Today, a remarkable woman opens a window on another age. The University of Houston's College of Engineering presents this series about the machines that make our civilization run, and the people whose ingenuity created them.
Dhuoda was the wife of Bernhard, a military and political figure in the early medieval French court. In 843, she finished writing a manual for her 16-year-old son, William. Bernhard had put Dhuoda away in a castle and handed their son over to Charles the Bald as a hostage. Dhuoda, confined like Rapunzel, reached out to her exiled firstborn by writing an instruction manual for him.
Meanwhile, Bernhard was vying for favor among Charlemagne's squabbling grandsons, of whom Charles was one. He was also evolving into a monster as he gained power. Cruel, lecherous, and political, he tortured and maimed his enemies. He seduced the previous king's wife. He also removed a second son from Dhuoda even before the baby was baptized. Bernhard's enemies were no better. One by one, they had the rest of his family blinded or murdered. And, hostage or no, Charles the Bald finally beheaded Bernhard, only a year after Dhuoda wrote her book.
This was an age when few men, and almost no women, could write. Yet the manual shows a fine grasp of theology, philology, philosophy, and mathematics. Translator James Marchand judges that it's written in fairly good, but certainly not fluent, Latin.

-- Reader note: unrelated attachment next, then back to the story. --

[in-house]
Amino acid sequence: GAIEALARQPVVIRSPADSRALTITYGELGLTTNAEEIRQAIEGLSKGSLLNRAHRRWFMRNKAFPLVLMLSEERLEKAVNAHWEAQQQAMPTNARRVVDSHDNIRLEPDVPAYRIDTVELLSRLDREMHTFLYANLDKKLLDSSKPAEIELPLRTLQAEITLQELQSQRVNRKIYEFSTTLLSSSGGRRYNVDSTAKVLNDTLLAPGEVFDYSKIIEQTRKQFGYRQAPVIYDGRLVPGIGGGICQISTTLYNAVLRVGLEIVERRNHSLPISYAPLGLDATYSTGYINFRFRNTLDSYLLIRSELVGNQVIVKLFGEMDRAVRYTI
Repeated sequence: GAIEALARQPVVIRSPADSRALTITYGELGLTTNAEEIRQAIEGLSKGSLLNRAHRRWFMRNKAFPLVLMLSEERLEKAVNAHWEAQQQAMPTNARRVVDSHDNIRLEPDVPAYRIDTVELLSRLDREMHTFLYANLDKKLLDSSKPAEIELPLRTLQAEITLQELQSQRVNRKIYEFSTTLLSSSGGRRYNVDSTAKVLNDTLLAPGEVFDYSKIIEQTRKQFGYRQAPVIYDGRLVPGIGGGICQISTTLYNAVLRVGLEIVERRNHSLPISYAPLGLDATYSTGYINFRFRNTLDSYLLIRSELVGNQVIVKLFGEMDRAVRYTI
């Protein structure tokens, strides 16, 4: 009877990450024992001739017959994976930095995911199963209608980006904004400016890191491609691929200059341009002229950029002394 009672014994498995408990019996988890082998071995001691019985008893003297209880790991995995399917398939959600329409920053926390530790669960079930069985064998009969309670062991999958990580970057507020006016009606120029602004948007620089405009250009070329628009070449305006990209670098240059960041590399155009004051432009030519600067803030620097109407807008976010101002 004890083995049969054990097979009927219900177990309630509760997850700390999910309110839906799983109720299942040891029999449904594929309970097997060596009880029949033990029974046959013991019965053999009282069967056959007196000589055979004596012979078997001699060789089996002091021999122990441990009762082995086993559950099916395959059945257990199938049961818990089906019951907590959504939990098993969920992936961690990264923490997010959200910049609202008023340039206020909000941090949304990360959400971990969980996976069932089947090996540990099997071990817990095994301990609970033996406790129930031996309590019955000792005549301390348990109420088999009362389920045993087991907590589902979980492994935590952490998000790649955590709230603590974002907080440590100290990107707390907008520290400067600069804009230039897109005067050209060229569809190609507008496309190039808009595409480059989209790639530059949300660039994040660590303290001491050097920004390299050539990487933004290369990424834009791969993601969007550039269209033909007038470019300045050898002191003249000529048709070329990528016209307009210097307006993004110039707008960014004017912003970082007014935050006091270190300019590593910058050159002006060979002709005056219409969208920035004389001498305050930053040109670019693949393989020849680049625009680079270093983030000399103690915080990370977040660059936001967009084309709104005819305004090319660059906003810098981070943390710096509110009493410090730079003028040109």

Dhuoda speaks in a unique voice, slipping from poetry to prose and back again so deftly it's hard to find the seams. She has a first-class knowledge of the classics. She loves words, word games, arithmetic, and the mystic power of numbers. Her religious conviction is absolute, and she's fervently committed to William as his loving mother.
She begins with a poem praising God and asking for William's well-being. She also spells her name out in an acrostic. Later, she calls up numbers to direct her meditations. In her thinking, four has a special perfection. Four is the number of letters in the Latin word Deus, for God. And the first letter of Deus, D, is the fourth letter of the alphabet. All that is typical medieval thinking rendered with a fluency that suggests a mind chafing for somewhere to go. But her playfulness is gone by the time she finishes the book with her own epitaph,
Dhuoda's body, formed of earth,
Lies Buried in this tomb. ...
O King, forgive her sins ...
Great Hagios, unlock her chains ...
Almus, give her rest ...
When he was 23, young William had proven to be, in the words of one old chronicle, "too much the son of [his father] in flesh and in habits." So Charles the Bald had him beheaded as well.
Dhuoda's manual on how to grow up in the Grace of God had done scant good without her presence behind it. What she did accomplish was to leave us a glimpse into the heart and mind of a woman living in the worst of times -- one rare woman who escaped the veil of anonymity shrouding all women -- twelve centuries ago.
I'm John Lienhard, at the University of Houston, where we're interested in the way inventive minds work.
Marchand, J., The Frankish Mother. Medieval Women Writers (Katharina M. Wilson, ed.). Athens: The University of Georgia Press, 1984, Chapter 99, pp. 1-29.